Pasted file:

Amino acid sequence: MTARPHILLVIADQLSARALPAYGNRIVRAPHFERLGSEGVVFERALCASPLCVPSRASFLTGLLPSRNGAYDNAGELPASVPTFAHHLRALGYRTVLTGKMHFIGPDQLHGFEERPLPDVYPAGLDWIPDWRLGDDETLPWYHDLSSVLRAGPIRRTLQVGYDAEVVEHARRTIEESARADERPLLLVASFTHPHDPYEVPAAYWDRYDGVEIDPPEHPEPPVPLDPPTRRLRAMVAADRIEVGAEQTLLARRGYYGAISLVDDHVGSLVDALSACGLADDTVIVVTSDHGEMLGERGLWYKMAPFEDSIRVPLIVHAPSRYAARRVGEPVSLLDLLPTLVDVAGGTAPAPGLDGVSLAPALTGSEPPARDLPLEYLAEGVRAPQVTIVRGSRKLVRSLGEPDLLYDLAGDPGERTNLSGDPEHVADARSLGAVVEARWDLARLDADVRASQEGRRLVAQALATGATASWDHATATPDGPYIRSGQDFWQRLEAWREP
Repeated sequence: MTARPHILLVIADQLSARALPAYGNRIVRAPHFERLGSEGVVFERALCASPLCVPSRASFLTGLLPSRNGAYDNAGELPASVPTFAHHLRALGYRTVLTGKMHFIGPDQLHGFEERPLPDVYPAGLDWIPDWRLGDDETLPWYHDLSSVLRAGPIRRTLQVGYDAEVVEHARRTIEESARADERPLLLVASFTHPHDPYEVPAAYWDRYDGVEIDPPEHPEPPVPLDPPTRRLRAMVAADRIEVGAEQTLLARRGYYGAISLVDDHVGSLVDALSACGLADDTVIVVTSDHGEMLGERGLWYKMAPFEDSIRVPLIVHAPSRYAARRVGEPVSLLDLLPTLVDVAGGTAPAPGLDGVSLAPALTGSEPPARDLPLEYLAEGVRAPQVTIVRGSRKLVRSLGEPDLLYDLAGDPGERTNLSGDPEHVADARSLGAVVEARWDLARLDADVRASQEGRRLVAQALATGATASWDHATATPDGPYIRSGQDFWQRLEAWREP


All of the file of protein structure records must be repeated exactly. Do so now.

Amino acid sequence: MTARPHILLVIADQLSARALPAYGNRIVRAPHFERLGSEGVVFERALCASPLCVPSRASFLTGLLPSRNGAYDNAGELPASVPTFAHHLRALGYRTVLTGKMHFIGPDQLHGFEERPLPDVYPAGLDWIPDWRLGDDETLPWYHDLSSVLRAGPIRRTLQVGYDAEVVEHARRTIEESARADERPLLLVASFTHPHDPYEVPAAYWDRYDGVEIDPPEHPEPPVPLDPPTRRLRAMVAADRIEVGAEQTLLARRGYYGAISLVDDHVGSLVDALSACGLADDTVIVVTSDHGEMLGERGLWYKMAPFEDSIRVPLIVHAPSRYAARRVGEPVSLLDLLPTLVDVAGGTAPAPGLDGVSLAPALTGSEPPARDLPLEYLAEGVRAPQVTIVRGSRKLVRSLGEPDLLYDLAGDPGERTNLSGDPEHVADARSLGAVVEARWDLARLDADVRASQEGRRLVAQALATGATASWDHATATPDGPYIRSGQDFWQRLEAWREP
Repeated sequence: MTARPHILLVIADQLSARALPAYGNRIVRAPHFERLGSEGVVFERALCASPLCVPSRASFLTGLLPSRNGAYDNAGELPASVPTFAHHLRALGYRTVLTGKMHFIGPDQLHGFEERPLPDVYPAGLDWIPDWRLGDDETLPWYHDLSSVLRAGPIRRTLQVGYDAEVVEHARRTIEESARADERPLLLVASFTHPHDPYEVPAAYWDRYDGVEIDPPEHPEPPVPLDPPTRRLRAMVAADRIEVGAEQTLLARRGYYGAISLVDDHVGSLVDALSACGLADDTVIVVTSDHGEMLGERGLWYKMAPFEDSIRVPLIVHAPSRYAARRVGEPVSLLDLLPTLVDVAGGTAPAPGLDGVSLAPALTGSEPPARDLPLEYLAEGVRAPQVTIVRGSRKLVRSLGEPDLLYDLAGDPGERTNLSGDPEHVADARSLGAVVEARWDLARLDADVRASQEGRRLVAQALATGATASWDHATATPDGPYIRSGQDFWQRLEAWREP